Noelle said...

Marnie,

I always believed that Love could conquer anything. Love was all that really mattered. And now, a year into my partner's transition, I feel the same love I always felt. However, last month she told me we needed to break up, that it wasn't working anymore because I'm not a lesbian and she is. I'm still not sure what to make of that. I mean, as far as I'm concerned, whether the body itself is male or female makes very little difference to me. No, I'm not a lesbian, but I love this PERSON. I'm not giving up on a once-in-a-lifetime love just because her body is different now. Maybe we'll find a way to make things work so we can be a "couple" again, but for now I still have my best friend. As you said, the alternative is suicide or being zoned out on mega doses of Xanax.

Kali Reynolds said...

I have never seen someone write so closely to my experiences. Thank you. I wish you had more compassion for women who leave because of sexual orientation.
Sex is a part of marriage. The lack thereof can be distressing, and seeking sex outside of marriage is not an option for many.

I left my marriage out of love. I was holding him back. I was depressed and suicidal. I missed him but had sometime to heal.

I came back out of love. I don't want an asexual relationship. I never have. I didn't sign up for that neither did he. I say he because my spouse was living as a man before I came back to him. He said that he had been on a journey and that he knows now he wants to live as a man. I didn't believe him.

I still don't. I am waiting for the other shoe to drop. He dresses still of course, but is causes me terrible anxiety. I don't know what to do. Leaving was terrible, being with him is wonderful. I don't want a repeat of history. I feel like I have put myself in the position to suffer everything twice.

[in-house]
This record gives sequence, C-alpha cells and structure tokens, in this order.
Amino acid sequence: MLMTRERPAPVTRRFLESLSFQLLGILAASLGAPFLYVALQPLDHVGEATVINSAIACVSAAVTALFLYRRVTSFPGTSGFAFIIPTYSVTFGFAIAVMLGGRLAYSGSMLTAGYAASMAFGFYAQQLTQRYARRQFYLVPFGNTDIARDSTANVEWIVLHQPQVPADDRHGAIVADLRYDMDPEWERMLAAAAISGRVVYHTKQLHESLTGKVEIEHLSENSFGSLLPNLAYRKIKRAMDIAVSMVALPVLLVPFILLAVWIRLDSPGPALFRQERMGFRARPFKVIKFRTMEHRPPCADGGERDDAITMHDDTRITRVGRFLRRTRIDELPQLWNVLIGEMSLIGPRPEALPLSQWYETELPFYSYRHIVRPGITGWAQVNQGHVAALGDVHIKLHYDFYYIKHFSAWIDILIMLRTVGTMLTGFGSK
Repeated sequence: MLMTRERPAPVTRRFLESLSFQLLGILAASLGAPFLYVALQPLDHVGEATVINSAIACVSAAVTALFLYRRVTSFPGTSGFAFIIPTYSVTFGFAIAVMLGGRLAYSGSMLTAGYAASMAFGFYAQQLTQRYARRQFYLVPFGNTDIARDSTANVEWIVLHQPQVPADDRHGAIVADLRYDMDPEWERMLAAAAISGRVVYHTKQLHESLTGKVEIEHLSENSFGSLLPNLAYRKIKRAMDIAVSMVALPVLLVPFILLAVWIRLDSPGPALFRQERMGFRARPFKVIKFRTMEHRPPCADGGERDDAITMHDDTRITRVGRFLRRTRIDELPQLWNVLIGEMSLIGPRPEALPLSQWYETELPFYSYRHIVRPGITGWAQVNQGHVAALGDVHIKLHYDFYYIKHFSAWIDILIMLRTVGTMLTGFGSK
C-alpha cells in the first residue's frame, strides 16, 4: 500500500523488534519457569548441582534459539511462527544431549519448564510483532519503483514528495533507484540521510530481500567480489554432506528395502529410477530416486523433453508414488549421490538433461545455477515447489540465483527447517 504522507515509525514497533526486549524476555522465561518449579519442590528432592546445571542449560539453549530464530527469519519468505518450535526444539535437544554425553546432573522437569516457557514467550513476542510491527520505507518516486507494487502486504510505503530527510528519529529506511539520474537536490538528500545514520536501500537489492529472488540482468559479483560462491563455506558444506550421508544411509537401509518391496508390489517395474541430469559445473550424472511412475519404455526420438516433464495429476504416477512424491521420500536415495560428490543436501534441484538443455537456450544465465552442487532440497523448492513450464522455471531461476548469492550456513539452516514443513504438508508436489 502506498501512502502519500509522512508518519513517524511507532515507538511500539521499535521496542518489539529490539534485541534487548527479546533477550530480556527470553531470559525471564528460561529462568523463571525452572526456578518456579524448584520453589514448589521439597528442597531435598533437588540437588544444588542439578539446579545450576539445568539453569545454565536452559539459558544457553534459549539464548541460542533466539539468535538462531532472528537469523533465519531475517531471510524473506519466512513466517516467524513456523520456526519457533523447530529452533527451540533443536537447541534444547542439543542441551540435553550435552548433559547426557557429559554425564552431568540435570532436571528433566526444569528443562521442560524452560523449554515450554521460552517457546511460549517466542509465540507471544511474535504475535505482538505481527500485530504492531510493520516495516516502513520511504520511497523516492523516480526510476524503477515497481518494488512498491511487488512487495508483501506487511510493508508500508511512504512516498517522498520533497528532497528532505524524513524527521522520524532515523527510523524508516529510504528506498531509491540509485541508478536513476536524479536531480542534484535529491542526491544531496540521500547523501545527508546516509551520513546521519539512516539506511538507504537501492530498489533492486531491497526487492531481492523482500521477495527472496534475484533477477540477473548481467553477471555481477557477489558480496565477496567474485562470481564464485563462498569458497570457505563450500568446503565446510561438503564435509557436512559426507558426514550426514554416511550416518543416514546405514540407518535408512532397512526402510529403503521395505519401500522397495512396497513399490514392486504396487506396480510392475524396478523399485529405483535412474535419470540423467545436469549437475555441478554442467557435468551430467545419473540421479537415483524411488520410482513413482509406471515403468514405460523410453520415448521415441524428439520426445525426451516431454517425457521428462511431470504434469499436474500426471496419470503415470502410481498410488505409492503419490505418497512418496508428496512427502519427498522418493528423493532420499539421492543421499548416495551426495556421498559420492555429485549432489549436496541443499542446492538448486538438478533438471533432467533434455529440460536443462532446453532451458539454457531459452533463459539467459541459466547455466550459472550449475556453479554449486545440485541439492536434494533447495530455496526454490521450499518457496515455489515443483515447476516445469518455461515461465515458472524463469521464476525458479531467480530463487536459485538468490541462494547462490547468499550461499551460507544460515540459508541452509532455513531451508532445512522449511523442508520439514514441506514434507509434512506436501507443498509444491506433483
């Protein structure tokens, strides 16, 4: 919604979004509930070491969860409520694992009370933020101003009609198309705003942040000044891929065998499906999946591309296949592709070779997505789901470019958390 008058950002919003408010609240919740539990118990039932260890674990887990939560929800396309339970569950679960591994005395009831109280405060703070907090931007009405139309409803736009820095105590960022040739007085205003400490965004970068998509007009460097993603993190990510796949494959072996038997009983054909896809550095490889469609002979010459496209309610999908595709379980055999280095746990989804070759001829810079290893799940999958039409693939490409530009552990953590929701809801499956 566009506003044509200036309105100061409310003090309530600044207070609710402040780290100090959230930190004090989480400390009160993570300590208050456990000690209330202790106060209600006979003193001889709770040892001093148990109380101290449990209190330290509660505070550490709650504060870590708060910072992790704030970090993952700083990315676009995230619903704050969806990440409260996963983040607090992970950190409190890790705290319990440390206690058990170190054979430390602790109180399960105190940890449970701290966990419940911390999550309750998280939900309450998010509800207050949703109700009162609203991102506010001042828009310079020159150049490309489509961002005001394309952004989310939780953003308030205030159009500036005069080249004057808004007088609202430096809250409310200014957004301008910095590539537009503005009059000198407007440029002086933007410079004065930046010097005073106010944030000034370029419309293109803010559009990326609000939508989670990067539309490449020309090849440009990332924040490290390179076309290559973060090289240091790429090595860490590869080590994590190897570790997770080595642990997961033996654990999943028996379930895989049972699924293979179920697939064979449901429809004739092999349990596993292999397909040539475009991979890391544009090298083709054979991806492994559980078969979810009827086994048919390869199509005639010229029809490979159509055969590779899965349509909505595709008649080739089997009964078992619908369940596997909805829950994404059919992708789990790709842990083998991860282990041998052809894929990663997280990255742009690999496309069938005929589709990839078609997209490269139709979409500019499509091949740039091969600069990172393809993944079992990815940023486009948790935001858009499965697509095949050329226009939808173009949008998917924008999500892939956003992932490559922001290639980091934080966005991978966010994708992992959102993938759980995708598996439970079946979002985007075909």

He is unhappy not feeling free to present whenever she wants. I feel like a dictator. I want my husband back. I don't want to go through all the pain, self reflection, public circus, personal hatred, and sexual disatisfaction again.

It is like I want to make it work, but not how I tried before. Before I tried to become lesbian, I tried to overcome my anger towards public abuse, and misunderstanding. It didn't work. In the end I lost my attraction for her and felt trapped and miserable.

We have a 2 year old.

I thought if I could just live for the day. Not picture or worry about him changing to transition. Not worry that he needs to present female part time. If I could just not be sexual with him when he is presenting female I might avoid that wrongness and sadness I felt before. And live instead for the long hikes, spontaneous drives to the beach, for the sweet touches, and warm snuggles.

I don't know if what I am doing is right. I am sad and anxious today, because she is out shopping.
we have spent several days talking about how anxious he has been from not dressing, and how he misses anti-andogenes.

I don't want to go back to that dark place I lived before where my choices seemed black and white.
stay with your soul mate, or leave. Live or die.

Sincerely
R

Marni said...